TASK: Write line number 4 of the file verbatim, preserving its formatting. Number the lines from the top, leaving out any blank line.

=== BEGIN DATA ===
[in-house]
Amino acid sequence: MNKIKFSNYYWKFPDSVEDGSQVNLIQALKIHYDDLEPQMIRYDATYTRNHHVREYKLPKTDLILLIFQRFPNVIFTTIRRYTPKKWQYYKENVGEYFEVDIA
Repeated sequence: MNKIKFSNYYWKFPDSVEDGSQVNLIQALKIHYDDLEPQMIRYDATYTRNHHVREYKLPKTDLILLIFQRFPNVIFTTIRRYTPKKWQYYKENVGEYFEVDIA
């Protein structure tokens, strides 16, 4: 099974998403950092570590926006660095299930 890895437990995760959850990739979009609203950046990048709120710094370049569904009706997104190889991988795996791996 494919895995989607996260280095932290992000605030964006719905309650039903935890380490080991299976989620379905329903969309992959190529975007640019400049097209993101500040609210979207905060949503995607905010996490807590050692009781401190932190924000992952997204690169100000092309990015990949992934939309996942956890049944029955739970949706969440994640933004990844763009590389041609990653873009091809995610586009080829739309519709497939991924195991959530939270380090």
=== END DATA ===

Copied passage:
């Protein structure tokens, strides 16, 4: 099974998403950092570590926006660095299930 890895437990995760959850990739979009609203950046990048709120710094370049569904009706997104190889991988795996791996 494919895995989607996260280095932290992000605030964006719905309650039903935890380490080991299976989620379905329903969309992959190529975007640019400049097209993101500040609210979207905060949503995607905010996490807590050692009781401190932190924000992952997204690169100000092309990015990949992934939309996942956890049944029955739970949706969440994640933004990844763009590389041609990653873009091809995610586009080829739309519709497939991924195991959530939270380090």